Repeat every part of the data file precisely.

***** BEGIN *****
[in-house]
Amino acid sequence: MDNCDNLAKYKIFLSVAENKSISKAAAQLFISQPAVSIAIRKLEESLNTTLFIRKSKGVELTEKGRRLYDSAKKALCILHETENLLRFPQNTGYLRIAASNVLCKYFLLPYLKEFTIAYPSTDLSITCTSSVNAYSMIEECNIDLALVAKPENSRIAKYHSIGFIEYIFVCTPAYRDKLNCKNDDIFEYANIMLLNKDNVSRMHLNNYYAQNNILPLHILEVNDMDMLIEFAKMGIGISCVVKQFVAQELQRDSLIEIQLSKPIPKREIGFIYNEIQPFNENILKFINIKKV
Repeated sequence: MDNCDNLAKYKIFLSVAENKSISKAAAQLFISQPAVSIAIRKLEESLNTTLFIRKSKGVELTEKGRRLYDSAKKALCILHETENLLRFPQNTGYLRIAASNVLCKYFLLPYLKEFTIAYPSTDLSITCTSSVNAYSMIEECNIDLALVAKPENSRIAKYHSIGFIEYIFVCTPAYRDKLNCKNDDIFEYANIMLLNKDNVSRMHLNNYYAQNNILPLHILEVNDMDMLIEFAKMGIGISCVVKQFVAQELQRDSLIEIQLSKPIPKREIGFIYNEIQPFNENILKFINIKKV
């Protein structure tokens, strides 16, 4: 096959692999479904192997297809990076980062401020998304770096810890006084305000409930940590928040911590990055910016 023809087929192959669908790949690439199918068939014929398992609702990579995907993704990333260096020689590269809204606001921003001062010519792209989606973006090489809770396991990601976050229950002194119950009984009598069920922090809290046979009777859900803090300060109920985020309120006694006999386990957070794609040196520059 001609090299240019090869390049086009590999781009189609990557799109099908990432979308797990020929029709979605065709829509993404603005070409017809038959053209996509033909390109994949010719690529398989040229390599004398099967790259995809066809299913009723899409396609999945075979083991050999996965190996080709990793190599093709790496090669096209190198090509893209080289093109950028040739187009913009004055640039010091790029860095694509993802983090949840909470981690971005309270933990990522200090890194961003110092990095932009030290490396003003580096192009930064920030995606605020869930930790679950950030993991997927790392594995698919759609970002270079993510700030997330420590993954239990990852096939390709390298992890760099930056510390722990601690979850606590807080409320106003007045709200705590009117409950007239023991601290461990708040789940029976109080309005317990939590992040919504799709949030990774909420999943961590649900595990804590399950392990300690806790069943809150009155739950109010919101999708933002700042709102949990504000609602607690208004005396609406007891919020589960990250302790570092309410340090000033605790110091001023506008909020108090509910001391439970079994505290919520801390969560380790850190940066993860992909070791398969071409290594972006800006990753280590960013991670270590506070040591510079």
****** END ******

[in-house]
Amino acid sequence: MDNCDNLAKYKIFLSVAENKSISKAAAQLFISQPAVSIAIRKLEESLNTTLFIRKSKGVELTEKGRRLYDSAKKALCILHETENLLRFPQNTGYLRIAASNVLCKYFLLPYLKEFTIAYPSTDLSITCTSSVNAYSMIEECNIDLALVAKPENSRIAKYHSIGFIEYIFVCTPAYRDKLNCKNDDIFEYANIMLLNKDNVSRMHLNNYYAQNNILPLHILEVNDMDMLIEFAKMGIGISCVVKQFVAQELQRDSLIEIQLSKPIPKREIGFIYNEIQPFNENILKFINIKKV
Repeated sequence: MDNCDNLAKYKIFLSVAENKSISKAAAQLFISQPAVSIAIRKLEESLNTTLFIRKSKGVELTEKGRRLYDSAKKALCILHETENLLRFPQNTGYLRIAASNVLCKYFLLPYLKEFTIAYPSTDLSITCTSSVNAYSMIEECNIDLALVAKPENSRIAKYHSIGFIEYIFVCTPAYRDKLNCKNDDIFEYANIMLLNKDNVSRMHLNNYYAQNNILPLHILEVNDMDMLIEFAKMGIGISCVVKQFVAQELQRDSLIEIQLSKPIPKREIGFIYNEIQPFNENILKFINIKKV
């Protein structure tokens, strides 16, 4: 096959692999479904192997297809990076980062401020998304770096810890006084305000409930940590928040911590990055910016 023809087929192959669908790949690439199918068939014929398992609702990579995907993704990333260096020689590269809204606001921003001062010519792209989606973006090489809770396991990601976050229950002194119950009984009598069920922090809290046979009777859900803090300060109920985020309120006694006999386990957070794609040196520059 001609090299240019090869390049086009590999781009189609990557799109099908990432979308797990020929029709979605065709829509993404603005070409017809038959053209996509033909390109994949010719690529398989040229390599004398099967790259995809066809299913009723899409396609999945075979083991050999996965190996080709990793190599093709790496090669096209190198090509893209080289093109950028040739187009913009004055640039010091790029860095694509993802983090949840909470981690971005309270933990990522200090890194961003110092990095932009030290490396003003580096192009930064920030995606605020869930930790679950950030993991997927790392594995698919759609970002270079993510700030997330420590993954239990990852096939390709390298992890760099930056510390722990601690979850606590807080409320106003007045709200705590009117409950007239023991601290461990708040789940029976109080309005317990939590992040919504799709949030990774909420999943961590649900595990804590399950392990300690806790069943809150009155739950109010919101999708933002700042709102949990504000609602607690208004005396609406007891919020589960990250302790570092309410340090000033605790110091001023506008909020108090509910001391439970079994505290919520801390969560380790850190940066993860992909070791398969071409290594972006800006990753280590960013991670270590506070040591510079």